Oshwa’s new album, I We You Me, is complex, heady alt-pop, full of careful string arrangements and moments of math-rock complexity. It’s also undeniably fun, with singalong pop choruses and catchy riffs. The band is mainly the project of Alicia Walter, a multi-instrumentalist, songwriter and performer based out of Chicago. On this album—as on Oshwa’s 2013 debut album, Chamomile Crush—she’s joined by Michael Mac on guitar, Matt Noonan on bass, and Jordan Tate on drums. The songs on I We You Me provide ample evidence of Walter’s time spent studying piano performance at Illinois Wesleyan University and music composition at Columbia College Chicago. But you can also hear the sincere appreciation for Top 40 dance jams she developed in an unlikely place. She spoke with us about blending intellectualism and fun, choosing to self-release the album, and coming up through Chicago’s DIY scene.
Did your time studying music influence the way that you approach songwriting? I imagine what you’re putting out on this album is pretty different from what you were being taught in school. Or do you feel like there was a good connection between what you were being taught and what you’re writing now?
I think there’s definitely a connection. I started Oshwa as a music project because I was frustrated with not being able to write the music I wanted to write in school. It’s funny, because I felt, at the time, that the school was really pushing avant-garde music that didn’t allow for someone like me, who wants to incorporate pop tendencies into that idea. And I also didn’t really have the ability to perform the music at Columbia [College] either. But at the same time, I was hugely impacted by what I was studying in orchestration and arranging and theory. And I studied a lot of piano when I was there. It’s cool, because I know that there are those influences, and I think it’s an inherent part of Oshwa’s music, but I think it’s not necessarily a blatant nod to anything.
Your music is very difficult to categorize, and it seems like there’s a huge blend of influences and genres that you draw from. Are there collections of things that you’re aiming to bring together in your songwriting?
I think part of it is when I started working as a wedding DJ—which was probably around the same time that I was starting to write this album—I was still wildly unversed in popular music, like Top 40 music, because I had been in this really avant, neo-classical and contemporary classical music world for four years. And then I started listening to a lot of pop music, and also became aware of the relationship that people have with pop music. Being a wedding DJ, getting really familiar with that catalogue, and then hitting “play” and watching everyone be like “Ahh!” [laughs] and having it be a really fun time for everyone. I had been in this period of taking music so seriously, as a really serious form of expression. And I think Oshwa’s music is still like that, but I wanted to try to be more in a more formulated song structure. But I think I’m getting away from your influences question.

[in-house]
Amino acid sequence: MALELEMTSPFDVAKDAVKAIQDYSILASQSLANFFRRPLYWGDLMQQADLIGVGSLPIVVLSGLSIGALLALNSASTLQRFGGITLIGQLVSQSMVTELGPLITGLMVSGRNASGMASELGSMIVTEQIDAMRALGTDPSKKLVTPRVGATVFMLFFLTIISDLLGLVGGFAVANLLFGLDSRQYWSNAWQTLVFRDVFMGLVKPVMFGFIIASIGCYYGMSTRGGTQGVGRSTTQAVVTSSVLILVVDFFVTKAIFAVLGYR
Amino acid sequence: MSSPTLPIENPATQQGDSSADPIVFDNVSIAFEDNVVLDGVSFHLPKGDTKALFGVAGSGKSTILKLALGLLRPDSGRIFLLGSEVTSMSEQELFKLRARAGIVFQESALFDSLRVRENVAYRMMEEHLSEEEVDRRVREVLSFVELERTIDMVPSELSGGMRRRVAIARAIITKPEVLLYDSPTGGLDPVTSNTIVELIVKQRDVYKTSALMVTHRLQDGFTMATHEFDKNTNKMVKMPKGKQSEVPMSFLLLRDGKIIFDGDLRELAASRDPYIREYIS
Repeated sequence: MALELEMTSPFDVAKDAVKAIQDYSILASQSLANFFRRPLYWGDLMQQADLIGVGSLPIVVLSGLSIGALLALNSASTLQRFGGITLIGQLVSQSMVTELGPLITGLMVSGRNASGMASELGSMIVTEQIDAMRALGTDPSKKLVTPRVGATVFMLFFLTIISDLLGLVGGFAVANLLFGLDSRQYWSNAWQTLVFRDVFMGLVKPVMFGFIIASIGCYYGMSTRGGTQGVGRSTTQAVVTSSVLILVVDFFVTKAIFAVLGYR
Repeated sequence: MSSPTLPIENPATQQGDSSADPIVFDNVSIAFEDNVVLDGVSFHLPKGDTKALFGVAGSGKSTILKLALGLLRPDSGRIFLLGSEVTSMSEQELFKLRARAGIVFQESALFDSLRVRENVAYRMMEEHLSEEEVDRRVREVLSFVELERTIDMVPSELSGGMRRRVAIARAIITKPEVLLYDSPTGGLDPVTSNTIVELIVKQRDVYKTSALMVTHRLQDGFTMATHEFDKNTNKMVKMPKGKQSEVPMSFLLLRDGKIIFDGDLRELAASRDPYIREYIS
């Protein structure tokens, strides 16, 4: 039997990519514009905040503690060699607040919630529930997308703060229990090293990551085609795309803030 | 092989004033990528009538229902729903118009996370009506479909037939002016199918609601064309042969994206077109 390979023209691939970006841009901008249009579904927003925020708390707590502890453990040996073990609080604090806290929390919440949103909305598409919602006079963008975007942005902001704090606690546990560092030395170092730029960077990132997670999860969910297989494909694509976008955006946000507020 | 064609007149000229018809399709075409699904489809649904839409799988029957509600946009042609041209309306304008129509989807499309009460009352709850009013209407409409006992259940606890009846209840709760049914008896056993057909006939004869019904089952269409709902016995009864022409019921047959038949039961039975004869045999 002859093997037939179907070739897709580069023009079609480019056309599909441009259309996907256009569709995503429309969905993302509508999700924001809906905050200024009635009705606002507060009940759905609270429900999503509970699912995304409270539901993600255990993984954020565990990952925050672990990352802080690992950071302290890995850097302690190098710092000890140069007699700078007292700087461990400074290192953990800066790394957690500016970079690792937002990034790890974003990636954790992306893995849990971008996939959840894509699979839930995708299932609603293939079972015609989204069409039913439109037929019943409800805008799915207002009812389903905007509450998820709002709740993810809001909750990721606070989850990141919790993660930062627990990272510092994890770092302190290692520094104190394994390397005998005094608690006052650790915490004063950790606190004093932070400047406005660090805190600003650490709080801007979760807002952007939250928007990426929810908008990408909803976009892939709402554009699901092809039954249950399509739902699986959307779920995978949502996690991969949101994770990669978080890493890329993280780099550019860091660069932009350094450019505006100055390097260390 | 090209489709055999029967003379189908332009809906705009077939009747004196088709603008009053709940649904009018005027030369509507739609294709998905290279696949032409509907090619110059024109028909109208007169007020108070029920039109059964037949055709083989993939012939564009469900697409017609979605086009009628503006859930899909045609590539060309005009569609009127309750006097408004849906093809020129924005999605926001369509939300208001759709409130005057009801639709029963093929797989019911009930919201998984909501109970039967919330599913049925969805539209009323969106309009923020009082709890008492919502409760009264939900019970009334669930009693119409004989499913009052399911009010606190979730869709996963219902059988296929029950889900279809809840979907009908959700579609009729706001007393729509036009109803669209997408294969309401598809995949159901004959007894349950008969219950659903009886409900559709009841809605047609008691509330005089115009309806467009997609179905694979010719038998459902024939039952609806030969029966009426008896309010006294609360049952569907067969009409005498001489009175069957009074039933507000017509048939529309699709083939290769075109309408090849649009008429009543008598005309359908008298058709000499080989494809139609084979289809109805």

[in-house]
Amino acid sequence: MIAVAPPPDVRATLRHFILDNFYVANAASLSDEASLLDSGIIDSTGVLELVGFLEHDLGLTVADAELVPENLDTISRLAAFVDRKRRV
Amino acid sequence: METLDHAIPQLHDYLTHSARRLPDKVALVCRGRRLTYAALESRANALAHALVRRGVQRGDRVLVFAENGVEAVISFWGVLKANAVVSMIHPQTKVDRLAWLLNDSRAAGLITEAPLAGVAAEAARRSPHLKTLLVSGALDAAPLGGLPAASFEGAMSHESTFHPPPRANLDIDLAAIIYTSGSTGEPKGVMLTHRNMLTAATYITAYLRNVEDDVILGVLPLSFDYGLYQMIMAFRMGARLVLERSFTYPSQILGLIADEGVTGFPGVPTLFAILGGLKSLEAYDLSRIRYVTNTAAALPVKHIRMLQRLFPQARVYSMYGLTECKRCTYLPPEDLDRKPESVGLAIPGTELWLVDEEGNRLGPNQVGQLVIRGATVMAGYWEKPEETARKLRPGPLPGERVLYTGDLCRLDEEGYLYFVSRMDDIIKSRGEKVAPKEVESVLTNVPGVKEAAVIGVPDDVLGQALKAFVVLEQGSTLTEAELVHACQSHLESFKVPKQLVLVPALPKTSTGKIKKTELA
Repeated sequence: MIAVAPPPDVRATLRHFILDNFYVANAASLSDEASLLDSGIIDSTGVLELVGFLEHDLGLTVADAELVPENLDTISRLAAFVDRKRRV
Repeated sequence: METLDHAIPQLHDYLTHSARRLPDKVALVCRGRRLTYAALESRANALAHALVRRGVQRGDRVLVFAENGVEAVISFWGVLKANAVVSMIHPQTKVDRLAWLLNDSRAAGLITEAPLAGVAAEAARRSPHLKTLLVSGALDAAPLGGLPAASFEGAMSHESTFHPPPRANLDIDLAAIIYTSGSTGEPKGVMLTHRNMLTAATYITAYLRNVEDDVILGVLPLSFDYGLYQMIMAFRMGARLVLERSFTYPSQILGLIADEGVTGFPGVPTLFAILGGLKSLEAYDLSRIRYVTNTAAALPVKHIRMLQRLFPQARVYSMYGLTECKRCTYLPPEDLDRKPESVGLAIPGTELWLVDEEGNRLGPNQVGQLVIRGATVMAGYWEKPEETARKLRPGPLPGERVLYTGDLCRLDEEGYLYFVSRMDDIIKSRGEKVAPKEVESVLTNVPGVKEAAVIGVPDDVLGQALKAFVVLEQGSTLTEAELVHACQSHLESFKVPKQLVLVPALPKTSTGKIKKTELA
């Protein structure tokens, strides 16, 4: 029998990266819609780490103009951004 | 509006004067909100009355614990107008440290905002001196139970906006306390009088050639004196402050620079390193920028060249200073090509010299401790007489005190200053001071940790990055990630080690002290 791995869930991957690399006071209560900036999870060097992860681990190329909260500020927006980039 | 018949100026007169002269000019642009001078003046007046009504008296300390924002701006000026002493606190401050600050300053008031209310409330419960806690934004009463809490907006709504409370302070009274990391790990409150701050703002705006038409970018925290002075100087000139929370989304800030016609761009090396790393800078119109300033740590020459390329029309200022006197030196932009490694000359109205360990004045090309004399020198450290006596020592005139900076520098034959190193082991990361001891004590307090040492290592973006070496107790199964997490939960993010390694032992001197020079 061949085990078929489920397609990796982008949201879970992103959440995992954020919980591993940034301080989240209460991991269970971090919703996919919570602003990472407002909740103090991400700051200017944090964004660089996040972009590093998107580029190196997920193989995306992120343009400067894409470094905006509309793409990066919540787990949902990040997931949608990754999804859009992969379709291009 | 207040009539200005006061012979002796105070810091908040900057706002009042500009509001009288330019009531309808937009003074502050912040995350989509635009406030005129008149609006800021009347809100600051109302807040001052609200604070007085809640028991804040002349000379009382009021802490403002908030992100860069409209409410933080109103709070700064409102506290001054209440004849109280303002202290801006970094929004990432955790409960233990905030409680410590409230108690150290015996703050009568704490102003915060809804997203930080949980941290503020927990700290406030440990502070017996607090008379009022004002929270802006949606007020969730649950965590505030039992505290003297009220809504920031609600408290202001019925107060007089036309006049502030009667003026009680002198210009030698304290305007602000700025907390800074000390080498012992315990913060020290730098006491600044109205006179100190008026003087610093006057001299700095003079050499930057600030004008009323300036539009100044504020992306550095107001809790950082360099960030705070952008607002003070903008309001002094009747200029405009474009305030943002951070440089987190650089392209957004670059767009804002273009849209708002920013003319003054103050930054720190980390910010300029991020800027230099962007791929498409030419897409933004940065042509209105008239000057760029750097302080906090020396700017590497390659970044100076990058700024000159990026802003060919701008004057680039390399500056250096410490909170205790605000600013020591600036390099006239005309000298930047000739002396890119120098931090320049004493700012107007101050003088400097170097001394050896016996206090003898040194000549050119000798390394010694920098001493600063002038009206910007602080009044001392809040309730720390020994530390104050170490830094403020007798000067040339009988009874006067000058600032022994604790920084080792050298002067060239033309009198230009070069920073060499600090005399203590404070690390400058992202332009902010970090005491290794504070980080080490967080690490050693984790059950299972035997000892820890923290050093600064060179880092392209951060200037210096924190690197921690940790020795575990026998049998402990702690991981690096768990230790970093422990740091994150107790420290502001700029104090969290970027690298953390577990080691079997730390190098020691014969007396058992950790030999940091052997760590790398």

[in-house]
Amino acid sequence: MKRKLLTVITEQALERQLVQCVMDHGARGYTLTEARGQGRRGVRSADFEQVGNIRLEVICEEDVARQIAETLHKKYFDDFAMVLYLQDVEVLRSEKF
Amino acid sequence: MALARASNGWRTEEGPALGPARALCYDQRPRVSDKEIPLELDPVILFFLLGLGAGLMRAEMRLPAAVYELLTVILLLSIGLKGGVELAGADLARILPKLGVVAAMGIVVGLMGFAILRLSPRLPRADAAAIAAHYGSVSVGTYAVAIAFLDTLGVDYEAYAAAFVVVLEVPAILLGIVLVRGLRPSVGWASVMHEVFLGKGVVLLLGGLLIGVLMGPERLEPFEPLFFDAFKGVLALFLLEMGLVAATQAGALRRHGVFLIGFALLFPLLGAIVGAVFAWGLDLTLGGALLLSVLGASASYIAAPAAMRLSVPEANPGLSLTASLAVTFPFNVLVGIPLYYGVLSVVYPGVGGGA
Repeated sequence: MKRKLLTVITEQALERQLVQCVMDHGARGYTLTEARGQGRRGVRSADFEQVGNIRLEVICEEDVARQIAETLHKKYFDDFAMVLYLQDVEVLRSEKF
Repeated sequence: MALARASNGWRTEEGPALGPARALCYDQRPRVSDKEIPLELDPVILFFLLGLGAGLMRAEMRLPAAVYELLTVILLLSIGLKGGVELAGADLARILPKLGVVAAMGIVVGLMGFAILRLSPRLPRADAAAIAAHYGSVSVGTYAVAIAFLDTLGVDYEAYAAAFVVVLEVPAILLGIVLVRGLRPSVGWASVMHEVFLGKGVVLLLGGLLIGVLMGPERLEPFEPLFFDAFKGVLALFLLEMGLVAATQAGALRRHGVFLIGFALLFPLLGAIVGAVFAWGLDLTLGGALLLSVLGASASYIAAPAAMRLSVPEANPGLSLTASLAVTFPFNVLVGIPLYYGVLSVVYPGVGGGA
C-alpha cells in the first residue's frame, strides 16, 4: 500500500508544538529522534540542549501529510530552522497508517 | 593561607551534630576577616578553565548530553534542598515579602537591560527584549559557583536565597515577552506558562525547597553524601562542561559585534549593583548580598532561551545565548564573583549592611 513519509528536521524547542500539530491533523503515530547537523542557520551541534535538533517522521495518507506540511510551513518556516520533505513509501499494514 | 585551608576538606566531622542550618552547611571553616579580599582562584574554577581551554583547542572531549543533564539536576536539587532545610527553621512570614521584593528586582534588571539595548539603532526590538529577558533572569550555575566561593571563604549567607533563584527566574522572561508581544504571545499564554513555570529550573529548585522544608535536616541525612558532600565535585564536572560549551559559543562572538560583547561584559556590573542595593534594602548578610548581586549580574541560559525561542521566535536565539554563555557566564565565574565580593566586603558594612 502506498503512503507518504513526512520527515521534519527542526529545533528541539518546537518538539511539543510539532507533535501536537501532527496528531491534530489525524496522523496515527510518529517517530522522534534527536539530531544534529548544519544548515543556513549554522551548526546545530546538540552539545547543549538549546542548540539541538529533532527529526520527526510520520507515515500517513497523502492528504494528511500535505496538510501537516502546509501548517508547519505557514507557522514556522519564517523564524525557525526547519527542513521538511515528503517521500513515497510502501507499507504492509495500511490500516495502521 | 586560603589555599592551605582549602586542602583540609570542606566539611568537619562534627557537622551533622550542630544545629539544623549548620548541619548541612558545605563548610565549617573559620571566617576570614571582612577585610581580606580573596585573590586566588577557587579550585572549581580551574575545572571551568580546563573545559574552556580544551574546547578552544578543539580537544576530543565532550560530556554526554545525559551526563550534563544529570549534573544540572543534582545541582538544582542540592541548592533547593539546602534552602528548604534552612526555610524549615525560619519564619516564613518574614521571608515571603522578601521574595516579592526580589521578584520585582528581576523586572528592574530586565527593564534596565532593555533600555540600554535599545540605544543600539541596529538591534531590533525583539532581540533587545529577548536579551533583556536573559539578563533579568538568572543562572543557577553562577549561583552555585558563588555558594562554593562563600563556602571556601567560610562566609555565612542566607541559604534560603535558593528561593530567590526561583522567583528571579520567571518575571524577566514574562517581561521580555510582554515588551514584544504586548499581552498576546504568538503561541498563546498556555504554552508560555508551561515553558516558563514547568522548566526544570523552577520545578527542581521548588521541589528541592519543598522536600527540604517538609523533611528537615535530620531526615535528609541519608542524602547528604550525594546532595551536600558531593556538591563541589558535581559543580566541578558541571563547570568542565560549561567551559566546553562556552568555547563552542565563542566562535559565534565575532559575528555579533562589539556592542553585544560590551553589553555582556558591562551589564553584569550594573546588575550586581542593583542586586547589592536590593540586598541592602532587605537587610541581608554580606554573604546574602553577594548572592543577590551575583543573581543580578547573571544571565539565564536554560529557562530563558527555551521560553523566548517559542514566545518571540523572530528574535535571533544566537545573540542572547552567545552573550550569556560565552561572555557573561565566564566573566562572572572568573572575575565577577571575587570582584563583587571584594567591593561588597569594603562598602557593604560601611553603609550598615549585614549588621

No, this was something else I wanted to ask you about! Because I think that the blend of really heady and intellectual but also very accessible and fun totally comes through in your music. Please keep telling me about that!
That’s just very much me, as a person. I’m a fun-loving music person, and now I’m so into pop music; I’m genuinely getting as much satisfaction from Top 40 music as I am from Scriabin or another serious composer. So I think that’s something that just comes out in the music: I want it to be different, I want it to be something that I don’t really know what [else] it sounds like, but at the same time I want it to be accessible and fun. And I want to sing a melody that is catchy and that people will remember, you know?
Personally, it is not any easier for me to write an accessible pop song that’s good than to write an intellectual art song that is also good. So yeah, I think I’m just personally always feeling those two things.
I also wanted to ask about the fact that you’re self-releasing this album, not releasing it through a label. What made you decide to do it that way?
This is all still a figuring-out process for me, too! A Chicago label called Naked Ally Records put out the last record, and [now] they’re defunct. So there was no affiliation with them anymore. And I was kind of shopping demos around, and it just got to a point where it was like—I mean, first of all, no one was going to put it out. [Laughs.] And then it was just like, ‘Why can’t we just put it out?’
Is there a strong DIY scene in Chicago that you’re part of, that you feel supports you in self-releasing things like this?
Yeah, totally. Oshwa wouldn’t exist without the DIY network that is in place here. Originally, when I was starting out solo, there was an organization of people with house shows, house venues, basement venues, and I started going to their meetings. And that’s how I started playing a bunch of shows; the first year or so of Oshwa was just house shows. And that’s really how you cut your teeth, I feel like; or, at least, that’s how I did. And now, to this day, still on tour, I love playing house shows. You never know what you’re going to get, you never know what to expect, the energy is always so much more raw, because you’re literally three feet away from everyone who’s listening to your music. It’s a really vulnerable thing to do. So I would say the Chicago DIY network is super supportive, and I don’t think I would be the same musician that I am if I hadn’t gone through doing all of that.